“Do it as if your job depended on it.”
That’s the advice one business law attorney is dispensing to
business owners to underscore the importance of complying with the new federal
I-9 form, which will go into effect on May 8.
I-9 compliance, which many business owners, especially small
business owners, already find difficult, will get even harder when this new form
goes into effect, says Tommy Eden, an attorney with Constangy, Brooks and
Smith, a national law firm representing large and small business employers
throughout the United States.
Three organizations, the Alabama Cooperative Extension
System, Constangy, Brooks and Smith, and the National Federation of Independent Business (NFIB) in Alabama, are partnering to offer free comprehensive online
training to help business owners comply with these new requirements.
The training, titled “Untangling the New Form I-9,” is
available at http://www.aces.edu/events.
For many business owners, especially small business owners,
the stakes couldn’t be higher, says Rosemary Elebash, Alabama director for the National
Federation of Independent Business.
“It’s absolutely critical that employers and employees alike
understand this,” Elebash says. “It’s double the work — two pages instead of
one — but it’s the penalty provisions that are most alarming.”
Business owners who don’t fill out these forms correctly are
likely to be penalized pretty substantially.”
I-9 compliance procedures are an outgrowth of the
Immigration Control and Reform Act of 1986, which makes it unlawful for
employers to knowingly hire or continue to employ individuals who are not
legally authorized to work in the United States.
Under the act’s provisions, the burden is on employers to
check and record the eligibility of each employee by completing out an I-9
form. Every employee hired after Nov. 6,
1986, including U.S. citizens, must have a completed I-9 form on file verifying
that they are eligible to work.
Penalties for failing to comply with I-9 requirements
include civil fines as high as $1,100 for each employee whose I-9 form was not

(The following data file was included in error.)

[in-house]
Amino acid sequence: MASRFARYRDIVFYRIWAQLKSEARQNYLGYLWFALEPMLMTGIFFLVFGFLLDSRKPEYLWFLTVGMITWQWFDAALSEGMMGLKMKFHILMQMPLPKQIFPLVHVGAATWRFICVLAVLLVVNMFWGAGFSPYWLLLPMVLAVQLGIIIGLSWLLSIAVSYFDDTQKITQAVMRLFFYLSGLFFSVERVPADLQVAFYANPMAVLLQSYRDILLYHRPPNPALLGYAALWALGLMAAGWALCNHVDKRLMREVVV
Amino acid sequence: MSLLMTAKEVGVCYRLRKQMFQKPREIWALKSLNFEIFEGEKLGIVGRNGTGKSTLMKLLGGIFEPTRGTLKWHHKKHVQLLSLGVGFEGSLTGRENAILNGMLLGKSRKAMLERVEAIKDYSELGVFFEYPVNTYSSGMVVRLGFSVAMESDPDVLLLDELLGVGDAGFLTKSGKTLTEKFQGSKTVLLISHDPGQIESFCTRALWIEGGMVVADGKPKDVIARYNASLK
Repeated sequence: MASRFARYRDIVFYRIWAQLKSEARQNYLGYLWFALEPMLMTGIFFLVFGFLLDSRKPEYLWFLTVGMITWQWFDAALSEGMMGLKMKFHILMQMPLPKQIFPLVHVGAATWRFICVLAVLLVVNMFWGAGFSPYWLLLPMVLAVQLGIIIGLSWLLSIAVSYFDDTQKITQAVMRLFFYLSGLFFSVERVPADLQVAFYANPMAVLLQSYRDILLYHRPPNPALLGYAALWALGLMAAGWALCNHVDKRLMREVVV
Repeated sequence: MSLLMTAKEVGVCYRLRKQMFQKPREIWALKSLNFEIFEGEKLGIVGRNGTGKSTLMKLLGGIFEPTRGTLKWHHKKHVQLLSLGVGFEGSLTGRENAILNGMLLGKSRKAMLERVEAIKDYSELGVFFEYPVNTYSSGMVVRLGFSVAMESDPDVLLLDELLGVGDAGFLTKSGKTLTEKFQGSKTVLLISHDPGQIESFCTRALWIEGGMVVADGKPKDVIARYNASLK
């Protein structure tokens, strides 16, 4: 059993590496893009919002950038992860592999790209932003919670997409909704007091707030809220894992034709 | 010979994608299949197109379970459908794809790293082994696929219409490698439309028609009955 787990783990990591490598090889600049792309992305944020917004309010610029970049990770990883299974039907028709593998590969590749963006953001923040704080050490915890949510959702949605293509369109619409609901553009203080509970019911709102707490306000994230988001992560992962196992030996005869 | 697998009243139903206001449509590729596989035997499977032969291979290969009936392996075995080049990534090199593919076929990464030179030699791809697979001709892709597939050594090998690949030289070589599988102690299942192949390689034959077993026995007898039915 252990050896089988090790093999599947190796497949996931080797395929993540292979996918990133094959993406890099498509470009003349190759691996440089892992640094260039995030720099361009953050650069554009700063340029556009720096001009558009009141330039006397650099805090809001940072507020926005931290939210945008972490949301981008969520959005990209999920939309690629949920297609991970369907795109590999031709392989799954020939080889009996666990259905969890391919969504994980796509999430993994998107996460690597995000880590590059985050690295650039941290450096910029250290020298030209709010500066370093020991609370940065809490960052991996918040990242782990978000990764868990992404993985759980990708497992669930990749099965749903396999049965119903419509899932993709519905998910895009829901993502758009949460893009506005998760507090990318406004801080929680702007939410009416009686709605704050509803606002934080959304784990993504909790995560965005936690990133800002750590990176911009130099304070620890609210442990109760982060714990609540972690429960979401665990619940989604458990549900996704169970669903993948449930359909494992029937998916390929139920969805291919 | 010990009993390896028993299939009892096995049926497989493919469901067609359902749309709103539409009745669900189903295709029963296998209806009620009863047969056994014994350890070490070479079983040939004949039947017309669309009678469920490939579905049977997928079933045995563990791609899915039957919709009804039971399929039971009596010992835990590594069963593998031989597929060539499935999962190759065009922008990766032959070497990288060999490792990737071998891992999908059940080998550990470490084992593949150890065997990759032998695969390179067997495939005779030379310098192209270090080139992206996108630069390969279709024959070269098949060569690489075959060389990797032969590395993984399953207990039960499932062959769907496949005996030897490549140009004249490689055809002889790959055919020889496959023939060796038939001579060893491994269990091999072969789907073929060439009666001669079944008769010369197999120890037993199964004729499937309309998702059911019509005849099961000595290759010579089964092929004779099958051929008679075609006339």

completed, retained or presented properly.
Enforcement of I-9 compliance by the U.S. Immigration andCustoms Enforcement (ICE) has intensified in recent years. Late November, for example, employers in
Connecticut, Maine and Massachusetts were assessed fines exceeding $560,000 for
immigration law violations.
Prison sentences have followed more serious violations.
Monetary penalties can run even higher for knowingly hiring
or continuing to employ unauthorized wokers.
First violation fines can total as much $3,200 for each unauthorized
employee, while second violation fines can be as high as $6,500. Third violation fines can exceed $16,000 for
each unauthorized employee.
The comprehensive online training prepared by Eden and
Elebash is designed to help anyone else assigned with hiring employees — human
resources professionals, supervisors and small business owners, for example — understand
all facets of the new I-9 compliance provisions.
“How will this training make your life better as a human
resources professional or small business operator? By helping you anticipate
the most common errors that may occur in the compliance process,” Eden says.
“This training not only introduces you to the forms and all
the supporting documents, but also provides you with step-by-step guidance on
various hiring scenarios.”
While the training should be regarded as educational rather
than legal advice, Eden says it will help business professionals not only gain
a better understanding of how all these forms should be completed but also how
to survive an audit by U.S. Immigration and Customs Enforcement, to avoid civil
penalties and possibly even criminal charges.
In the case of human resource professionals, this training
may even prove valuable in helping them keep their jobs, Eden says.
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